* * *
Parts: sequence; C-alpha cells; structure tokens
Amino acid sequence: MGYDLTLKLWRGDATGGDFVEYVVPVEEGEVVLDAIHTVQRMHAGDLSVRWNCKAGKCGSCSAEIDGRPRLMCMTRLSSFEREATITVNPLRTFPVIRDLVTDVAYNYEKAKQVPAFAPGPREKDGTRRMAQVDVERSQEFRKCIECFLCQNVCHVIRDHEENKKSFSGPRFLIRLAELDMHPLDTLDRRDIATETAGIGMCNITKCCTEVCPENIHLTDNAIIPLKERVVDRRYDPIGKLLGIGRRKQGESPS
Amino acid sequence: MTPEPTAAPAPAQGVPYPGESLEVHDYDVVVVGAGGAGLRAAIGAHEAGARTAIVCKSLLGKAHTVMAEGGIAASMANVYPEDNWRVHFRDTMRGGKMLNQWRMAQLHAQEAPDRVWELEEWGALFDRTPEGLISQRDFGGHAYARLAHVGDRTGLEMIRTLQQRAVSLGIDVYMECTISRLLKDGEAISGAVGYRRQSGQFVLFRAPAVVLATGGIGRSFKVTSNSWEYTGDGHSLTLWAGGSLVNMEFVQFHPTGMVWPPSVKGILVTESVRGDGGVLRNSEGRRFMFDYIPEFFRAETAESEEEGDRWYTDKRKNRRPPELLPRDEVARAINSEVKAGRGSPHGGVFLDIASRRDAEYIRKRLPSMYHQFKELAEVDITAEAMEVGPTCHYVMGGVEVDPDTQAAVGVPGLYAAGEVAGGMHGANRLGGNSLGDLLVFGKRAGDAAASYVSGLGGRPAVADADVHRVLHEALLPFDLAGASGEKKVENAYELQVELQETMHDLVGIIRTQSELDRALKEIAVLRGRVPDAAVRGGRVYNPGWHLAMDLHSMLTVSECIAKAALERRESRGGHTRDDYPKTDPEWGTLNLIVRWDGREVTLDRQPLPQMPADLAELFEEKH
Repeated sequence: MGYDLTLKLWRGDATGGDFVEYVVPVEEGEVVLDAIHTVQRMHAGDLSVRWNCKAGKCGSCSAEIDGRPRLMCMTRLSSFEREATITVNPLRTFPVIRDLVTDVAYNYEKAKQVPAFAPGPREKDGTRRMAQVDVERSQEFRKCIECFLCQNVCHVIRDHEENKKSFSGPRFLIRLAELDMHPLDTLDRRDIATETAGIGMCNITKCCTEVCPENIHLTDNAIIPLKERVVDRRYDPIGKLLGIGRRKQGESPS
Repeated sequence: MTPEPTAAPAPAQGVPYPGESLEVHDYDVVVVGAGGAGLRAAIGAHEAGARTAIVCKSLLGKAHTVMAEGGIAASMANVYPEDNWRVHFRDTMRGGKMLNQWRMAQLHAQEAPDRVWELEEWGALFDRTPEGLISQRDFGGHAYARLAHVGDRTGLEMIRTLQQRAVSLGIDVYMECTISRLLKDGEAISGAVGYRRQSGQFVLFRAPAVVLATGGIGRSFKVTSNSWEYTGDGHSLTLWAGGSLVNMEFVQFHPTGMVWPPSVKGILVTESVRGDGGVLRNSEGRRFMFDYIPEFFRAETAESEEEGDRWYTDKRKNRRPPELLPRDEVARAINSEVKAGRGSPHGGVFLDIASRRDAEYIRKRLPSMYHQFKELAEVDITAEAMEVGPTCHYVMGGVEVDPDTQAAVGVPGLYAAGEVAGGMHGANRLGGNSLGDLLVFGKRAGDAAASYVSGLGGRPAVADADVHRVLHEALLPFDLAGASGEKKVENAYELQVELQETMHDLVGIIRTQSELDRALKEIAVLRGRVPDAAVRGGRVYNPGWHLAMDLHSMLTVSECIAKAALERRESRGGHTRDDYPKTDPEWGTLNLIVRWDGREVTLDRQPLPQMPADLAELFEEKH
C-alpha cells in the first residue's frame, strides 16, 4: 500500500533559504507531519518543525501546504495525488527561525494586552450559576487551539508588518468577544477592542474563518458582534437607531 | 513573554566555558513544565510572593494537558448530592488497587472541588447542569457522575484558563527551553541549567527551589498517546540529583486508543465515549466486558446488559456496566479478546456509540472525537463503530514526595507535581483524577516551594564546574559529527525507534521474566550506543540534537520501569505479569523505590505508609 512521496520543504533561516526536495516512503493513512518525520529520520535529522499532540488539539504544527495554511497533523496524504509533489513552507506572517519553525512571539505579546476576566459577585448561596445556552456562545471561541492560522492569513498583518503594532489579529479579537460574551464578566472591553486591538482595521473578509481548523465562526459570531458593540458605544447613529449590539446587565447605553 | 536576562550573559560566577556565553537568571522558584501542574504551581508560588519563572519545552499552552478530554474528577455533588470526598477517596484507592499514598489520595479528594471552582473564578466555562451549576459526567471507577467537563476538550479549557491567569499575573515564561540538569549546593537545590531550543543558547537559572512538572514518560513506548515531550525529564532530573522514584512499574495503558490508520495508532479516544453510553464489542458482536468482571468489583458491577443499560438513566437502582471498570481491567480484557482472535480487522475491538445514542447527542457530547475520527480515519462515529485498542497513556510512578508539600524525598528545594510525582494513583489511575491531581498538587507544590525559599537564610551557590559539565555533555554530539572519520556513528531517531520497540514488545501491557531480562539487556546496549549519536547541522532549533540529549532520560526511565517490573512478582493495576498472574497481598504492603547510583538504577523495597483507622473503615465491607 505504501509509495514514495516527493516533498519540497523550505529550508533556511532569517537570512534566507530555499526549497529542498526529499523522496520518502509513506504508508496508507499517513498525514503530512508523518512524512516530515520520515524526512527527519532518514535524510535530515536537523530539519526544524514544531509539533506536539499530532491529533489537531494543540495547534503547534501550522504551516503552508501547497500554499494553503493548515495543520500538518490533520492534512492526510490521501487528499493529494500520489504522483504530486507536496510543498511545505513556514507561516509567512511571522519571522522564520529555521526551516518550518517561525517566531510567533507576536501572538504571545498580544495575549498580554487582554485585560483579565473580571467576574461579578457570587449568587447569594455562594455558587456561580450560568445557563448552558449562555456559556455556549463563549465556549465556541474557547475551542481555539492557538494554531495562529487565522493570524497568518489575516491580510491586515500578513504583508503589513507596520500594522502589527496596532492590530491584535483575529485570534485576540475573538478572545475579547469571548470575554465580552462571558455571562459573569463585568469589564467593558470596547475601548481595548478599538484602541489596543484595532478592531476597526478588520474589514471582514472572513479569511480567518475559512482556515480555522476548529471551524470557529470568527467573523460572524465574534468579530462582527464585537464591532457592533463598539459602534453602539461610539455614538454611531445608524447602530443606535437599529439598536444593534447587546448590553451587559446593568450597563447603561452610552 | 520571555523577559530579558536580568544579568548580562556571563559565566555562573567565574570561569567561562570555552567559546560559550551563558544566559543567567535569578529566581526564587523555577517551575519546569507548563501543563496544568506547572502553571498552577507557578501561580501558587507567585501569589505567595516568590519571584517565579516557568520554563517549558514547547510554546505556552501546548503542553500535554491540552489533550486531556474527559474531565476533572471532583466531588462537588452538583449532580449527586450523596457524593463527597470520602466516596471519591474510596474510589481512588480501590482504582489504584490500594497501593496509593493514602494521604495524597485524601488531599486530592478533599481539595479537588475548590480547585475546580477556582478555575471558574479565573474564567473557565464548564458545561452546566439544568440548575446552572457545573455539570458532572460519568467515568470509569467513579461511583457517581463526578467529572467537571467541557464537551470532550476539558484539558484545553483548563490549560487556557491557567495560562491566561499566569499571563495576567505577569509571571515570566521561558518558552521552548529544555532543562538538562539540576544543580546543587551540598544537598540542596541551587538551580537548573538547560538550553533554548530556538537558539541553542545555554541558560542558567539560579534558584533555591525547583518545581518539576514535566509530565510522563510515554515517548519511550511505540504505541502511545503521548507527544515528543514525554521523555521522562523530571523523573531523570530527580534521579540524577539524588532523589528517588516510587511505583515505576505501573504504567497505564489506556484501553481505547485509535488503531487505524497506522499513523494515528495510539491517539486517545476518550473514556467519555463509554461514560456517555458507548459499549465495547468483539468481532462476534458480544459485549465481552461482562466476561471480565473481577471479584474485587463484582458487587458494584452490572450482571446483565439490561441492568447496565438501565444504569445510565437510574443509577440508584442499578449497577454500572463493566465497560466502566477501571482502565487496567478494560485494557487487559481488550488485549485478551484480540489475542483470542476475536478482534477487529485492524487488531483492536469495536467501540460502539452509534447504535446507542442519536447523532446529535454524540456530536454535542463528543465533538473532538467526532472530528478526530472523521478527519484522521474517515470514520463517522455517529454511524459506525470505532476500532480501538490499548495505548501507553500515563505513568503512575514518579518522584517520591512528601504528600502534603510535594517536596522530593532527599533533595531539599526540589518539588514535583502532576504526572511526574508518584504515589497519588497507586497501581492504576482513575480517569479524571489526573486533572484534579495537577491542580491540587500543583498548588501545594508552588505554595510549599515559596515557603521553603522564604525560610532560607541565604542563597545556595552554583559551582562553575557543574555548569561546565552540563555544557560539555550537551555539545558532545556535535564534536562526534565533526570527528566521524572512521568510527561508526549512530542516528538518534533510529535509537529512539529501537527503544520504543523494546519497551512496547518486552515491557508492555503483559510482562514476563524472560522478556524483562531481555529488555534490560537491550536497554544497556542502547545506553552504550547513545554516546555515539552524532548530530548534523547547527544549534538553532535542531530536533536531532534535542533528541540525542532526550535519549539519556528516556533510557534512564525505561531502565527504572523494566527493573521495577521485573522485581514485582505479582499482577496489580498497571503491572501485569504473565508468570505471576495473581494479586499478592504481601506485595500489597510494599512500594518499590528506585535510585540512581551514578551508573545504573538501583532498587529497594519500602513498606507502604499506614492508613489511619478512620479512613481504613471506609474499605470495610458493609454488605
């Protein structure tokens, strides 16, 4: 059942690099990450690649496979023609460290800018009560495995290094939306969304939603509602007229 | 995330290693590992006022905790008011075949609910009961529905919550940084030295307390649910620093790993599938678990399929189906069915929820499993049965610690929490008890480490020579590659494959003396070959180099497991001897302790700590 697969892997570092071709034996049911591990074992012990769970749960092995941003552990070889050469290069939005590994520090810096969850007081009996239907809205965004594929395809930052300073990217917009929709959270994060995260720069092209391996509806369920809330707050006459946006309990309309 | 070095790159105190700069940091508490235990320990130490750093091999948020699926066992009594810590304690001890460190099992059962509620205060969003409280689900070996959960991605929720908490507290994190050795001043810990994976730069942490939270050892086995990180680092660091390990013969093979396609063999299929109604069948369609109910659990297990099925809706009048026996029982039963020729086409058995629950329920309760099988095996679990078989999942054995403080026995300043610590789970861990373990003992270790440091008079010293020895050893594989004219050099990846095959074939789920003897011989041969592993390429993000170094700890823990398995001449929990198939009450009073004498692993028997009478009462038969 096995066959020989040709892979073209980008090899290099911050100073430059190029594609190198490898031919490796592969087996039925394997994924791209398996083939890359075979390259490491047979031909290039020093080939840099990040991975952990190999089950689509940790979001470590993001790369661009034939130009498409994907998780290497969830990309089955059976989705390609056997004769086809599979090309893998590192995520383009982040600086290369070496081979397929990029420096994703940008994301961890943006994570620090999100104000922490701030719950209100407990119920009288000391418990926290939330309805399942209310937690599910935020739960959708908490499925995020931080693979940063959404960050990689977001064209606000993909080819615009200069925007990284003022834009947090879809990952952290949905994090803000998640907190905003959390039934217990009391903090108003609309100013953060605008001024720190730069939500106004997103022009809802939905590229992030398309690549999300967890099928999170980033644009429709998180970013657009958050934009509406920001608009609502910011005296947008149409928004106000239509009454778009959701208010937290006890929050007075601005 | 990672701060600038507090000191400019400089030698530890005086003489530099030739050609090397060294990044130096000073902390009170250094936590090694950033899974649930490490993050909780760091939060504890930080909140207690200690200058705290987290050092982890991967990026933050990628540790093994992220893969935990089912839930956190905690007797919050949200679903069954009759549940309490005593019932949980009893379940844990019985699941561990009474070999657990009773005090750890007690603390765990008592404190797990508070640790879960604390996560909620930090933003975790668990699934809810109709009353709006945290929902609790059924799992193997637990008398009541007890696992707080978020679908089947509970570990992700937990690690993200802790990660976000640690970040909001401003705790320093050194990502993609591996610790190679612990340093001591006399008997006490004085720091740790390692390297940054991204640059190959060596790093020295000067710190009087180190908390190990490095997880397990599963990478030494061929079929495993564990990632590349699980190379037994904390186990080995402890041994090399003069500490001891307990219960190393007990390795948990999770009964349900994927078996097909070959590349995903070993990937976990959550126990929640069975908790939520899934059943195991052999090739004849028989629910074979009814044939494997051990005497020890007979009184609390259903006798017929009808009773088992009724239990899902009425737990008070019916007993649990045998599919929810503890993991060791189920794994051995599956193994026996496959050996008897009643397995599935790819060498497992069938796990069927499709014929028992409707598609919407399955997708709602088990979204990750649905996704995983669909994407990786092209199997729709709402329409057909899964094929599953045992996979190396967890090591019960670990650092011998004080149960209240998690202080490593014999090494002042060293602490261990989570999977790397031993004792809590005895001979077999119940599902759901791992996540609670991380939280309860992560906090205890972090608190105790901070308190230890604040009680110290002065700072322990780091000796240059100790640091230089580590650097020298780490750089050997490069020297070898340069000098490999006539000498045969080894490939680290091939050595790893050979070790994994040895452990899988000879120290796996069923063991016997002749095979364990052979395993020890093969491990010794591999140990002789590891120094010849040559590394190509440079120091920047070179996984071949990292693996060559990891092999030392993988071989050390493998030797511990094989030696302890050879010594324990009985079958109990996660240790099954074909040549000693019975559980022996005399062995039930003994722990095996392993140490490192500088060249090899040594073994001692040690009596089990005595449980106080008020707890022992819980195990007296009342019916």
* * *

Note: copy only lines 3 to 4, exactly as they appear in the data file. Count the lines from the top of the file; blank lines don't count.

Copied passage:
Amino acid sequence: MTPEPTAAPAPAQGVPYPGESLEVHDYDVVVVGAGGAGLRAAIGAHEAGARTAIVCKSLLGKAHTVMAEGGIAASMANVYPEDNWRVHFRDTMRGGKMLNQWRMAQLHAQEAPDRVWELEEWGALFDRTPEGLISQRDFGGHAYARLAHVGDRTGLEMIRTLQQRAVSLGIDVYMECTISRLLKDGEAISGAVGYRRQSGQFVLFRAPAVVLATGGIGRSFKVTSNSWEYTGDGHSLTLWAGGSLVNMEFVQFHPTGMVWPPSVKGILVTESVRGDGGVLRNSEGRRFMFDYIPEFFRAETAESEEEGDRWYTDKRKNRRPPELLPRDEVARAINSEVKAGRGSPHGGVFLDIASRRDAEYIRKRLPSMYHQFKELAEVDITAEAMEVGPTCHYVMGGVEVDPDTQAAVGVPGLYAAGEVAGGMHGANRLGGNSLGDLLVFGKRAGDAAASYVSGLGGRPAVADADVHRVLHEALLPFDLAGASGEKKVENAYELQVELQETMHDLVGIIRTQSELDRALKEIAVLRGRVPDAAVRGGRVYNPGWHLAMDLHSMLTVSECIAKAALERRESRGGHTRDDYPKTDPEWGTLNLIVRWDGREVTLDRQPLPQMPADLAELFEEKH
Repeated sequence: MGYDLTLKLWRGDATGGDFVEYVVPVEEGEVVLDAIHTVQRMHAGDLSVRWNCKAGKCGSCSAEIDGRPRLMCMTRLSSFEREATITVNPLRTFPVIRDLVTDVAYNYEKAKQVPAFAPGPREKDGTRRMAQVDVERSQEFRKCIECFLCQNVCHVIRDHEENKKSFSGPRFLIRLAELDMHPLDTLDRRDIATETAGIGMCNITKCCTEVCPENIHLTDNAIIPLKERVVDRRYDPIGKLLGIGRRKQGESPS